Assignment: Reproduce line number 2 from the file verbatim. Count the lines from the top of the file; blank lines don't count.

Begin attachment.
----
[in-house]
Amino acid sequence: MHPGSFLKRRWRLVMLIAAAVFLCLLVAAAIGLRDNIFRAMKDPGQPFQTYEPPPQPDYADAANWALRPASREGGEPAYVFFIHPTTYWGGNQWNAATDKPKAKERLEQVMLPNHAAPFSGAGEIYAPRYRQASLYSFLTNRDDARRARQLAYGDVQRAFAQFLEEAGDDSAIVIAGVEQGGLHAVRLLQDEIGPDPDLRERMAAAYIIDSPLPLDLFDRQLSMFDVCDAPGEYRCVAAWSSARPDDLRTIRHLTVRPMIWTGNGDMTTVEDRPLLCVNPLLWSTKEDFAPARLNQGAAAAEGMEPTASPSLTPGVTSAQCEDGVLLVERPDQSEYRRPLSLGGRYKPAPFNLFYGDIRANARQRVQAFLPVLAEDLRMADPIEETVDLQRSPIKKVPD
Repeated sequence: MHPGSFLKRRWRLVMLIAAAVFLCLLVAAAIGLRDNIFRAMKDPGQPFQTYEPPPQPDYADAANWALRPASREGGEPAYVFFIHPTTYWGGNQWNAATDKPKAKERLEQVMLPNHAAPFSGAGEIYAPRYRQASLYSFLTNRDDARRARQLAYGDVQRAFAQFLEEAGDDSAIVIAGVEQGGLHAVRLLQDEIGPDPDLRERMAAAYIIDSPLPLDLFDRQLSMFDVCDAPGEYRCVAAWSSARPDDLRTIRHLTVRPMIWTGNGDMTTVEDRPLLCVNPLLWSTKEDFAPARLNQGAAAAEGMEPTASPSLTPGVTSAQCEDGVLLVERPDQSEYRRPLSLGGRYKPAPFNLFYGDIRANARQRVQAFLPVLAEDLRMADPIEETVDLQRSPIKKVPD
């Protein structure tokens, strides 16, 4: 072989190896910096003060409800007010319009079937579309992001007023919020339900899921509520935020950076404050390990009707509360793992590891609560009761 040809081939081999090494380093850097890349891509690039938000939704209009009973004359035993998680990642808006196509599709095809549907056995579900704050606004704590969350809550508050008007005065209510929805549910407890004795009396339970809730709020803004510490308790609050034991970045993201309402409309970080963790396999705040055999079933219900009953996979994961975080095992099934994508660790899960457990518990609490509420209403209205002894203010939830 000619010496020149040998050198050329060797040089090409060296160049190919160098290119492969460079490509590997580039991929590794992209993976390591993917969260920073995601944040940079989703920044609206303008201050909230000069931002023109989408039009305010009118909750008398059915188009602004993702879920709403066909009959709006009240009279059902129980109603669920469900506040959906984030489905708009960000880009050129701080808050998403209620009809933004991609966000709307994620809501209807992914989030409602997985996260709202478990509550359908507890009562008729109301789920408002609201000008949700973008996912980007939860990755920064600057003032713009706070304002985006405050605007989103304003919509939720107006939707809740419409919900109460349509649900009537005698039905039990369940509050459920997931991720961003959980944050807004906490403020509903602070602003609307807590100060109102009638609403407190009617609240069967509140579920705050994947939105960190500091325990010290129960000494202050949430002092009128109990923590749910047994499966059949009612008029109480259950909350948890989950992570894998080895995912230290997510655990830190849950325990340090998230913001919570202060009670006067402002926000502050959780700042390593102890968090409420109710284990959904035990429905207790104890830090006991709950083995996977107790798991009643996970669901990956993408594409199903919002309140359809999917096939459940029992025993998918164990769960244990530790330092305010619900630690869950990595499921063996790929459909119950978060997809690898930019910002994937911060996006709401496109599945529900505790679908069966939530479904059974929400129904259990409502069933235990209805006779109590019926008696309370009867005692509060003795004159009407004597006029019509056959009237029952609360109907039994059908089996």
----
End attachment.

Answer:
Amino acid sequence: MHPGSFLKRRWRLVMLIAAAVFLCLLVAAAIGLRDNIFRAMKDPGQPFQTYEPPPQPDYADAANWALRPASREGGEPAYVFFIHPTTYWGGNQWNAATDKPKAKERLEQVMLPNHAAPFSGAGEIYAPRYRQASLYSFLTNRDDARRARQLAYGDVQRAFAQFLEEAGDDSAIVIAGVEQGGLHAVRLLQDEIGPDPDLRERMAAAYIIDSPLPLDLFDRQLSMFDVCDAPGEYRCVAAWSSARPDDLRTIRHLTVRPMIWTGNGDMTTVEDRPLLCVNPLLWSTKEDFAPARLNQGAAAAEGMEPTASPSLTPGVTSAQCEDGVLLVERPDQSEYRRPLSLGGRYKPAPFNLFYGDIRANARQRVQAFLPVLAEDLRMADPIEETVDLQRSPIKKVPD